November 4, 2009
Joyce Kesling, CDBC
I’m beginning to read Alexandra Horowitz’s new book “Inside Of A Dog…” including her “prelude” and “prefatory note…” and couldn’t help but be reminded of a earlier blog when I suggested dog owners marginalize dogs, their behavior, and those who study dogs (Does simply being around dogs or owning dogs indicate knowledge of dog behavior?). Most specifically those most equipped to help in problem solving. According to Horowitz, the “prevailing view of behavioral scientists” suggested there was no data to be obtained from the study of dogs. Primates remained the species of choice studying animal cognition. She says further “dog owners seemed to have already covered the territory of theorizing about the dog mind…theories generated from anecdotes and misapplied anthropomorphisms.”
Why do we ignore our part when a problem occurs within the human-dog relationship? Why do dog owners continue to ignore how influential a dog behaviorist is, not only preventing problems but also resolving problems without creating more conflict?
I suggested in “Does simply being around dogs or owning dogs indicate knowledge of dog behavior?” the following could be contributing to the continued neglect and importance placed on resolving dog behavior problems.
Some of the most easily identified, as cause and effect are the following examples.
- Too much self-help on the internet – recipes to train and problem solve
- Dog training and problem solving made easy by TV dog trainers while sitting on one’s couch
- Shelters, rescues, humane societies offering free telephone call in support
- Shelters, rescues, humane societies offering free downloaded “recipes” for problem solving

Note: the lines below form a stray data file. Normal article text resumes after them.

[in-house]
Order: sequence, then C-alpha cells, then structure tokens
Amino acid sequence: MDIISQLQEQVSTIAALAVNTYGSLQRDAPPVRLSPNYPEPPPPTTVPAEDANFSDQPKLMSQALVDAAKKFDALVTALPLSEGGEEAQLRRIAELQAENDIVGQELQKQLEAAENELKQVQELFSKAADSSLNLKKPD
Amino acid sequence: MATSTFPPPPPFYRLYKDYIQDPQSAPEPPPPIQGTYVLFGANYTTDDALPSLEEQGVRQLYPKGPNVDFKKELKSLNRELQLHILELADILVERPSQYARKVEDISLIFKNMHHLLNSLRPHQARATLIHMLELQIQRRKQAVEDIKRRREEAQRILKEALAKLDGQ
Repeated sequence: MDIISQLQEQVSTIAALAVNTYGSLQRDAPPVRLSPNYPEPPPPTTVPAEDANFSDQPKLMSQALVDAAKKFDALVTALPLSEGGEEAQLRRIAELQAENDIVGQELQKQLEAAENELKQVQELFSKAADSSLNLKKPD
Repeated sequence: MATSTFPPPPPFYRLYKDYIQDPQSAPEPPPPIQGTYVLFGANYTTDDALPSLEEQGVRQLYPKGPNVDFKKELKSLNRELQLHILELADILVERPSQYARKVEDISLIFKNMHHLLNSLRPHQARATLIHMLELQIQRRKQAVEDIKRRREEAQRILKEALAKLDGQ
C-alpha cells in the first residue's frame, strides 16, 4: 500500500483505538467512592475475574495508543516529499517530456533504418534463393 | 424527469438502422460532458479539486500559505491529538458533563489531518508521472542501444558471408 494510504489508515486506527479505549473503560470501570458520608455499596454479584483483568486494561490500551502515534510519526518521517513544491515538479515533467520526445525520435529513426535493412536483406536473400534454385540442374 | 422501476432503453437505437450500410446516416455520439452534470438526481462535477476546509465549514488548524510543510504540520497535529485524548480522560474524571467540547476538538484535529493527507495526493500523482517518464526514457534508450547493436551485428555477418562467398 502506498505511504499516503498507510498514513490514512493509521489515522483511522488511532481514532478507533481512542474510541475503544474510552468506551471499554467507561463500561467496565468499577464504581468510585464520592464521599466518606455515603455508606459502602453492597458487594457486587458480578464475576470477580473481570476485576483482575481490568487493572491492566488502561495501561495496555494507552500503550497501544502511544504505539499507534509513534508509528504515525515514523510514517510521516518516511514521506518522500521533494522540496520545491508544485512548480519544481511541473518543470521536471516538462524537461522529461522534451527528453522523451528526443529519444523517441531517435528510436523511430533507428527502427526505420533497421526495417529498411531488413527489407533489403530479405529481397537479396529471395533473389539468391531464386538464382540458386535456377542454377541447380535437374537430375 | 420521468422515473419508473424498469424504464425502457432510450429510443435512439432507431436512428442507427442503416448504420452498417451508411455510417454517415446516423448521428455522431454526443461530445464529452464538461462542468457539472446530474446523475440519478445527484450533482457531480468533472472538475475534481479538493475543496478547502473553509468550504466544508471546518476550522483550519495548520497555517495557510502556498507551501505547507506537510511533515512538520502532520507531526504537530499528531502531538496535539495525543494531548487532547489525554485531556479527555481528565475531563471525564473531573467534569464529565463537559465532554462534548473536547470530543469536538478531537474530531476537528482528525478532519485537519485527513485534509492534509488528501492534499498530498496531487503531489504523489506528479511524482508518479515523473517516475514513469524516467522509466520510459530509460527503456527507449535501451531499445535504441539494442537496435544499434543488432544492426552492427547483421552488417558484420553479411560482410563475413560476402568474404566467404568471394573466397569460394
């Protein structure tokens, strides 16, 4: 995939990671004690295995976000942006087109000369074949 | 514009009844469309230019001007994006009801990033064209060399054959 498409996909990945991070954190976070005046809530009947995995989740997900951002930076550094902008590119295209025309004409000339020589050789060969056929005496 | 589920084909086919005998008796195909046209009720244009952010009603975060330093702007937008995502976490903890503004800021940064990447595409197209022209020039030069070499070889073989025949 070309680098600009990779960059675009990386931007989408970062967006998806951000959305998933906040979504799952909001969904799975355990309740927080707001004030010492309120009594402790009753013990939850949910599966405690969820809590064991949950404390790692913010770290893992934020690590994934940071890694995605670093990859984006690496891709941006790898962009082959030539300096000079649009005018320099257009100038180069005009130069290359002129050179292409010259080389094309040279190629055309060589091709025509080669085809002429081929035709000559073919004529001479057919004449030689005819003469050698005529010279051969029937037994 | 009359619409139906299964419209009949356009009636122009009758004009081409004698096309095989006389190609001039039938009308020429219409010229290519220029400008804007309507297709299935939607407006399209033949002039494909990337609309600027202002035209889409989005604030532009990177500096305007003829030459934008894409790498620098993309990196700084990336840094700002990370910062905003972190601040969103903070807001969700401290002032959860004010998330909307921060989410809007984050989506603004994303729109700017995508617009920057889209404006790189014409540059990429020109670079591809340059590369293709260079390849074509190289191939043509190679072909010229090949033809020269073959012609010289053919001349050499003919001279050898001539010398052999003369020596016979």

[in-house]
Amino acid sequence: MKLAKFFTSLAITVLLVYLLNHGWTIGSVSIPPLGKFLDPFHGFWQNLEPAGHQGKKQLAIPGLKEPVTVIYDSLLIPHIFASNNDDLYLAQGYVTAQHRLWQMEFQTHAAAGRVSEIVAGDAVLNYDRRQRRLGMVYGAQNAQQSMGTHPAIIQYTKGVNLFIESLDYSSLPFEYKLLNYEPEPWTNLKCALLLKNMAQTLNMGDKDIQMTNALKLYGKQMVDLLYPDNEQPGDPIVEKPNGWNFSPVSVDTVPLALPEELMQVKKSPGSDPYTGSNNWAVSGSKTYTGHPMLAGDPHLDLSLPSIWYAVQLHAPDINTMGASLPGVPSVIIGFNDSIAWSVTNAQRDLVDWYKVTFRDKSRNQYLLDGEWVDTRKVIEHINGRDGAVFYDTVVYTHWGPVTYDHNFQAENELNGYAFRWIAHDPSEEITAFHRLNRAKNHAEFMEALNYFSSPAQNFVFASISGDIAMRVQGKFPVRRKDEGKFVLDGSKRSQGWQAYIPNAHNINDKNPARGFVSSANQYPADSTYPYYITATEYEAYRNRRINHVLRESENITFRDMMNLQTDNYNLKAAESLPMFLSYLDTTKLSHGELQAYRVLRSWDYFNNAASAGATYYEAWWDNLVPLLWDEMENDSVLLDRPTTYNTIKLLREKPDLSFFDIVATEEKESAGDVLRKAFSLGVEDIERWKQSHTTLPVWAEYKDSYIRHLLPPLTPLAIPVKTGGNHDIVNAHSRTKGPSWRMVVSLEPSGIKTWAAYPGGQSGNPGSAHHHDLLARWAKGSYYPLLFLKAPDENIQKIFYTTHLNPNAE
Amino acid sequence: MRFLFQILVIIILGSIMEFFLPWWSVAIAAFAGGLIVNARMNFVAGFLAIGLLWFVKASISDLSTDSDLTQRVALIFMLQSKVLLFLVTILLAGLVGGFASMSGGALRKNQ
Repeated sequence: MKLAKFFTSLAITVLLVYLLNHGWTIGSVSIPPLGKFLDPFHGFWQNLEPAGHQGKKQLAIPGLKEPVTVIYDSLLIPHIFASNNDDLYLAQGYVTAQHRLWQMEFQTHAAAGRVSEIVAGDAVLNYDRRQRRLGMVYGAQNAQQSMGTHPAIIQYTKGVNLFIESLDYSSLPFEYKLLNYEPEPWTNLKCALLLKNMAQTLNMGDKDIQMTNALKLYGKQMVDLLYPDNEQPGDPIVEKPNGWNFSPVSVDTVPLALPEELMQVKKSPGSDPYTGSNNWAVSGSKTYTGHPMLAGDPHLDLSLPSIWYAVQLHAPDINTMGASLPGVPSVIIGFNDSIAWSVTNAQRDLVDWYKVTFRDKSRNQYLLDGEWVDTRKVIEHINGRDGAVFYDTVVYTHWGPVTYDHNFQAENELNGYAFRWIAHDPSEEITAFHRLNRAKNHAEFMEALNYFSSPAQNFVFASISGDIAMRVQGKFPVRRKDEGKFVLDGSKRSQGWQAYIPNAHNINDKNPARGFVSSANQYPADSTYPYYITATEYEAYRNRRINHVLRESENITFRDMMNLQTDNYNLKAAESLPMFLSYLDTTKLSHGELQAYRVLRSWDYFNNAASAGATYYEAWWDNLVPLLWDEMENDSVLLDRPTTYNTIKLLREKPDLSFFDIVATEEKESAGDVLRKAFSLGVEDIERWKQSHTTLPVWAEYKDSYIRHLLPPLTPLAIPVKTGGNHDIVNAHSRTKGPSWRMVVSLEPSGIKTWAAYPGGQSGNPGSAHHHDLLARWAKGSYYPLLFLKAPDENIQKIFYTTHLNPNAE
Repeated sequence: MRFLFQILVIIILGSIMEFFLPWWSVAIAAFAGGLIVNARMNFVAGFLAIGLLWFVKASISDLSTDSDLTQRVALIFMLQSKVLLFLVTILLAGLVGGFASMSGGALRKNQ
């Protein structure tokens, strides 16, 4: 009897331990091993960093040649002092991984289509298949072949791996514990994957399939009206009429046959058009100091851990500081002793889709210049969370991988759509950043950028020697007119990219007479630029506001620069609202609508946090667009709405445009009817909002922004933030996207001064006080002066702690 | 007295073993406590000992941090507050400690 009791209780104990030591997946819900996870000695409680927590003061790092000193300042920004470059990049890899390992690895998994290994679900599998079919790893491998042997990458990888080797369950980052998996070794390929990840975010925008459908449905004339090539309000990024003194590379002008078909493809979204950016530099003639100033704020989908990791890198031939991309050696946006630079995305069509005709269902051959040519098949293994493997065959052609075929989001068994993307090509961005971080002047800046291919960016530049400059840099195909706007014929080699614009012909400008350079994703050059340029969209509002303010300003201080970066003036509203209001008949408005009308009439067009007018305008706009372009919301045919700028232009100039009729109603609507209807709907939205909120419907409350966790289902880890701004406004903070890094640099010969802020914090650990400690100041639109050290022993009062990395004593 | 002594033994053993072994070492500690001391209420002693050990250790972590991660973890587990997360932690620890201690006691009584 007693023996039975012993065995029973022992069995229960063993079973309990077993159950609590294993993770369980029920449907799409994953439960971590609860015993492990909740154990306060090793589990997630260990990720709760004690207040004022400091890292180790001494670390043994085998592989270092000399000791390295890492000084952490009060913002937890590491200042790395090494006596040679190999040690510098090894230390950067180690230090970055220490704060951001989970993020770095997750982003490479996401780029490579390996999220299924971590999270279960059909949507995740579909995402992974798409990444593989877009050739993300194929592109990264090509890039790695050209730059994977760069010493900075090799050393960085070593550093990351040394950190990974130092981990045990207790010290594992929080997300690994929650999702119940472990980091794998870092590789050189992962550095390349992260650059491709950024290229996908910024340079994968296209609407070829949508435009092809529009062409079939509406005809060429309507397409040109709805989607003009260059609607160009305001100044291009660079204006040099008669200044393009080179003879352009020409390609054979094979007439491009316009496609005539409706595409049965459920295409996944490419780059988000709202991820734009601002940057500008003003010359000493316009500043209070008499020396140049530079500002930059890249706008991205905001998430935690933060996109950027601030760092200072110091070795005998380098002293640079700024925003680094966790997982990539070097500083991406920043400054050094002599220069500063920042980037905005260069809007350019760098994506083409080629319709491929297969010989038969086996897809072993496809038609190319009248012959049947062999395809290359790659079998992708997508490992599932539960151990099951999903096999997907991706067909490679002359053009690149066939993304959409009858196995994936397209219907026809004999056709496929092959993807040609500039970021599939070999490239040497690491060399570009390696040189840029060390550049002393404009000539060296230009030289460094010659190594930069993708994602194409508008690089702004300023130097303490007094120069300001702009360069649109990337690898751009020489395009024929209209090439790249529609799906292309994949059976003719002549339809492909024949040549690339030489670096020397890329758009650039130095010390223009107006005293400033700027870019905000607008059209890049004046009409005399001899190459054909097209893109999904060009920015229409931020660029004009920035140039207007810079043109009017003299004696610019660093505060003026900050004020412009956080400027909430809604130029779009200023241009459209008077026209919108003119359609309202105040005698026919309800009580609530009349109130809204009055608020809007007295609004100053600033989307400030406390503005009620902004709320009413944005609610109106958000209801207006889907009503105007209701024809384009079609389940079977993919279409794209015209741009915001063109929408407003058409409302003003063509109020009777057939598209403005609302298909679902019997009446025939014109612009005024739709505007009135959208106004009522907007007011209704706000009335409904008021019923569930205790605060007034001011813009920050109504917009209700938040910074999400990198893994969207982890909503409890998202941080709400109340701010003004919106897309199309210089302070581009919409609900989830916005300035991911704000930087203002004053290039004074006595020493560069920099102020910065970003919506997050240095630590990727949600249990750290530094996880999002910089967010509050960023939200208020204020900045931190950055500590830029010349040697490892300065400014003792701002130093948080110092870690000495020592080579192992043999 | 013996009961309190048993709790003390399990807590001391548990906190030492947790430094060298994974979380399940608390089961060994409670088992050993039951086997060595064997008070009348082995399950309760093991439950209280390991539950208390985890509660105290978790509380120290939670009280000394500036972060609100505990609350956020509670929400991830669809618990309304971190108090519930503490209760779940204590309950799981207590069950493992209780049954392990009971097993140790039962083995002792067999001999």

- Myths and anecdotal information and experience incorrectly interpreted
- Lack of knowledge and understanding about normal dog behavior
- Misunderstanding of dog-human relationships
- Unskilled dog trainers lacking sufficient knowledge in behavior
- Publics general awareness and importance using credentialed professionals at both levels, dog trainers and behaviorist
- Misunderstanding dogs in general
Several of these causes suggest a general lack of seriousness by owners, shelters, rescues and some instances the veterinary community. We think so little of our part in the equation; we further fail when we do not acknowledge both physiological and mental health is closely linked.
We further marginalize the process offering solutions to “fix the dog” in the worst way via internet and/or TV dog training programs. In most instances, owners need counseling, offering training solutions, in many instances, choosing painful punishment i.e. e-stimulus (shock collars) collars without first getting a behavior evaluation and history. To do otherwise suggest dogs and cats are automatons and applying fixed general rules and/or training are applicable to all situations, environments, and families/owners. It is simply not that easy. If our current system is working, why do we continue to see millions of dogs and cats relinquished and euthanized because of behavior problems?
Responsible Dog and Cat
Training and Behavior Solutions
Combining Art and Science for Training Animals
Joyce D. Kesling, CDBC
Certified Dog Behaviorist
Professional Dog Trainer
P.O. Box 15992
Sarasota, Florida 34277
The greatness of a nation and its moral progress can be judged by the way its animals are treated. Mahatma Gandhi 1869 – 1948
Copyright Responsible Dog & Cat 2009